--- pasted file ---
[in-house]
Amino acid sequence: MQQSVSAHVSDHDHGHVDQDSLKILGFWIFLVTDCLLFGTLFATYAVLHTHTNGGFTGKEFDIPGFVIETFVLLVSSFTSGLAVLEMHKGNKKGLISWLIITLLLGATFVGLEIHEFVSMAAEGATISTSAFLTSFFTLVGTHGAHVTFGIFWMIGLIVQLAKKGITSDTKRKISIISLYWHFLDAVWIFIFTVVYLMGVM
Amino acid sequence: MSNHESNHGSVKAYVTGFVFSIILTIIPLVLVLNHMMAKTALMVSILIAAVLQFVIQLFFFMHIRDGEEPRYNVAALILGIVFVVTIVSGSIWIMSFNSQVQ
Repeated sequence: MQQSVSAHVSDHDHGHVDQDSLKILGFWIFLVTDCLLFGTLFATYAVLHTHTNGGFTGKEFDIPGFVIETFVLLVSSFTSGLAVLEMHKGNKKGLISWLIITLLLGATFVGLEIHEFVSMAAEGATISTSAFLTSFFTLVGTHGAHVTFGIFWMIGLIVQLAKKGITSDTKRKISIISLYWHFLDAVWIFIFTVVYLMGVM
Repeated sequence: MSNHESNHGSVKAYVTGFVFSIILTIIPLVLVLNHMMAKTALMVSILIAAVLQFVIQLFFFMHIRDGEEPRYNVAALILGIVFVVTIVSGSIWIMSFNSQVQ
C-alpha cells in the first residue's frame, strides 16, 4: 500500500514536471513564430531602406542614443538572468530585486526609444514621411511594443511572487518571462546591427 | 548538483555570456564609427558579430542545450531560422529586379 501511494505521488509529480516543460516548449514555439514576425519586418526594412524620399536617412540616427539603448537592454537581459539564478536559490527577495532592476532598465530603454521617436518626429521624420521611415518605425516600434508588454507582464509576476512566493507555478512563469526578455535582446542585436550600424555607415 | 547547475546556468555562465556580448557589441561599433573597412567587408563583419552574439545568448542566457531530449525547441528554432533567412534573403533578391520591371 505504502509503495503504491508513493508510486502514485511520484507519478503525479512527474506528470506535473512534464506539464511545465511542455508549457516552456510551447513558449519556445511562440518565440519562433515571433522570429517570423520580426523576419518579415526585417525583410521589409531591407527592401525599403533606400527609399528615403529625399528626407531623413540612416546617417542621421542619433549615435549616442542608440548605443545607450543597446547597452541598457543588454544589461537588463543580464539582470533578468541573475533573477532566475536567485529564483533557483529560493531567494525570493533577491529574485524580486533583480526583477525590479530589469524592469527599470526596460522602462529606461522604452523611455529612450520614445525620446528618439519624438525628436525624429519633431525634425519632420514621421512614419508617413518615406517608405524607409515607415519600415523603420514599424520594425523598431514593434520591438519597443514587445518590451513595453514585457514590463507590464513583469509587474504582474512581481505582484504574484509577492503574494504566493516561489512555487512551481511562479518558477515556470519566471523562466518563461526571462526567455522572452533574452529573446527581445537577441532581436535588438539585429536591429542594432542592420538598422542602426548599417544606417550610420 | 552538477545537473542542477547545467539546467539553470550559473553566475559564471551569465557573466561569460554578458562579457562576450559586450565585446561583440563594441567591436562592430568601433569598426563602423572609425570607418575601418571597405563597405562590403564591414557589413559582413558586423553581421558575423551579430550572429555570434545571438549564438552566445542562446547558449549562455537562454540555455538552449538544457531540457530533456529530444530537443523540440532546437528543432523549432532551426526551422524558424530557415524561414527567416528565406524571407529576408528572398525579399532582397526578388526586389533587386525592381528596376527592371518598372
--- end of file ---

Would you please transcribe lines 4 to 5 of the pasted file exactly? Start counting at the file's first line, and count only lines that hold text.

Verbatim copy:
Repeated sequence: MQQSVSAHVSDHDHGHVDQDSLKILGFWIFLVTDCLLFGTLFATYAVLHTHTNGGFTGKEFDIPGFVIETFVLLVSSFTSGLAVLEMHKGNKKGLISWLIITLLLGATFVGLEIHEFVSMAAEGATISTSAFLTSFFTLVGTHGAHVTFGIFWMIGLIVQLAKKGITSDTKRKISIISLYWHFLDAVWIFIFTVVYLMGVM
Repeated sequence: MSNHESNHGSVKAYVTGFVFSIILTIIPLVLVLNHMMAKTALMVSILIAAVLQFVIQLFFFMHIRDGEEPRYNVAALILGIVFVVTIVSGSIWIMSFNSQVQ